Vachellia karroo, or sweet thorn, is the most widely-distributed tree in South Africa, and is particularly dominant in the Nama Karoo and Grassland biomes. But it is also found in the Savanna, where it provides nutrition for many species. The seed pods are enjoyed by monkeys and various species of butterfly larvae, grey go-away birds feed on the flowers, and ground-up seeds have traditionally been used as a coffee substitute. 

The leaves of the sweet thorn are also a valuable source of fodder for the game species and the livestock of communities in these areas, upon which many of their livelihoods depend. The evergreen nature of Vachellia and Sengalia made them a reliable source of food and shade for shepherds existing in such harsh, arid environments. 

The uses of these trees are far more diverse than just sources of food. The wood of Senegalia Senegal was used by ancient Egyptians to craft boats, furniture, and even sarcophagi, with gum of the tree (taken from the sap) used to make bandages for wrapping the mummies to go into them. The ancient Egyptians also blended the gum with dates and honey to create a contraceptive paste, the lactic acid of the dissolved gum acting as a spermicide. 

Medicinal Properties of Acacia Trees

A giraffe makes its way through a dense thicket of acacia trees.

Gum acacia is still used today by people in Sahara/North Africa as a food source, 6 ounces of which can sustain an adult for a day, and to treat various ailments, such as stomach ache. A tea made from the leaves is said to treat coughs, and the leaves themselves can be applied to wounds and inflamed areas on the body as a natural remedy.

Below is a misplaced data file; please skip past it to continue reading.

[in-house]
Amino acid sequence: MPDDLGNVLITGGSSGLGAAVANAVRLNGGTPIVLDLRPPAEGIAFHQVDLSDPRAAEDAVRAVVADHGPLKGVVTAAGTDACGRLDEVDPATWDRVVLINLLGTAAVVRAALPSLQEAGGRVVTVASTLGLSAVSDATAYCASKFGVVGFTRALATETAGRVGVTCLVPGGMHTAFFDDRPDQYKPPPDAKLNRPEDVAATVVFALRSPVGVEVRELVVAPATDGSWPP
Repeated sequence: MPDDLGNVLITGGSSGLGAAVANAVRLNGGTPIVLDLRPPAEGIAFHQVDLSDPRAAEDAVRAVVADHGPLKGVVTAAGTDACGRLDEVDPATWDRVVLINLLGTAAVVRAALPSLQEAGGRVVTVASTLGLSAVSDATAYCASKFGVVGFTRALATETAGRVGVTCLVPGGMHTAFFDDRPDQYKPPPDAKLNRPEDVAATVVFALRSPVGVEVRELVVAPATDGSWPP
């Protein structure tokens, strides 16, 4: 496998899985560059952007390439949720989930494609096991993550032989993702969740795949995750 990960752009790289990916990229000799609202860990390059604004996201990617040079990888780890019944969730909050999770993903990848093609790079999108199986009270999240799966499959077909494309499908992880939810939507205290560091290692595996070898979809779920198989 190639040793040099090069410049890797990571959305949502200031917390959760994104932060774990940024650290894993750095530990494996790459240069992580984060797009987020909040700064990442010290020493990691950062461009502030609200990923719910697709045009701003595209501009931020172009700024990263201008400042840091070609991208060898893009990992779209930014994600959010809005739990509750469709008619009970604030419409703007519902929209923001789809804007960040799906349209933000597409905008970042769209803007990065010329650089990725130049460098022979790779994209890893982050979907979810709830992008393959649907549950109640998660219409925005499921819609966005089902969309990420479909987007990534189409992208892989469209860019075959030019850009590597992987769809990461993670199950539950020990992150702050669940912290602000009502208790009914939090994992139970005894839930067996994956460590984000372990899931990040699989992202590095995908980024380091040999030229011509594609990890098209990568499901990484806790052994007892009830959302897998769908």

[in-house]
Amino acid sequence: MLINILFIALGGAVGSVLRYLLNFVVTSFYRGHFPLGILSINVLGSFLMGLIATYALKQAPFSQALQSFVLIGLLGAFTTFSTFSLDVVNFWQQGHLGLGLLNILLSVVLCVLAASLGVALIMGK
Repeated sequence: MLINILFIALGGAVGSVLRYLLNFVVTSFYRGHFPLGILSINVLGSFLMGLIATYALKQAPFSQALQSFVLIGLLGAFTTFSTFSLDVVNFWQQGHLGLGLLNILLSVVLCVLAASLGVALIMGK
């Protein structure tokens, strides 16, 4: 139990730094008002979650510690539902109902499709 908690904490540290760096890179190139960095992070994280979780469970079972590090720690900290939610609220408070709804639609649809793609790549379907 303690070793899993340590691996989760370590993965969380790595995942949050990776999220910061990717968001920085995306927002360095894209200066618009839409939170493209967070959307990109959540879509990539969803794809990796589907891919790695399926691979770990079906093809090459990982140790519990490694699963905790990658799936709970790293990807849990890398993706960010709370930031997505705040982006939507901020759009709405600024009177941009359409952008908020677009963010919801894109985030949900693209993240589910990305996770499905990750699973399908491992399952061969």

The roots of Vachellia nilotica (or gum Arabic) have even been used in medical treatments to fight cancer and tuberculosis, and its leaves to treat Alzheimer’s disease. The leaves of Vachellia erioloba (Camel thorn) can also be applied to wounds to relieve pain, once burnt and ground into a powder. 

Defence Mechanisms: Ants and Chemical Signalling

Because acacias are so widely used by both humans and animals, they have developed various defence mechanisms to protect themselves. Certain species of Vachellia (e.g. Vachellia karroo, or sweet thorn) have formed a mutualistic relationship with acacia ants (e.g. Crematogaster mimosae), whereby the ants inhabit the swollen thorns that cover the branches of the trees, providing them with protection. If a browsing animal begins to feed on the leaves of the tree, the ants will swarm and irritate its face, thus causing the animals to move off to a more appealing bush. 

As an extra measure to protect their delicate foliage, acacia trees will release chemical signals when being browsed, which are carried by the wind to other trees of the same species in the surrounding area, which will stimulate the production of tannins in these trees and the one being browsed. High concentrations of tannins in the leaves will make them unpalatable to browsers, dissuading them from eating the foliage. 

To delve deeper into the captivating world of Acacia trees and expand your knowledge of wildlife and conservation, embark on an educational journey with Bushwise.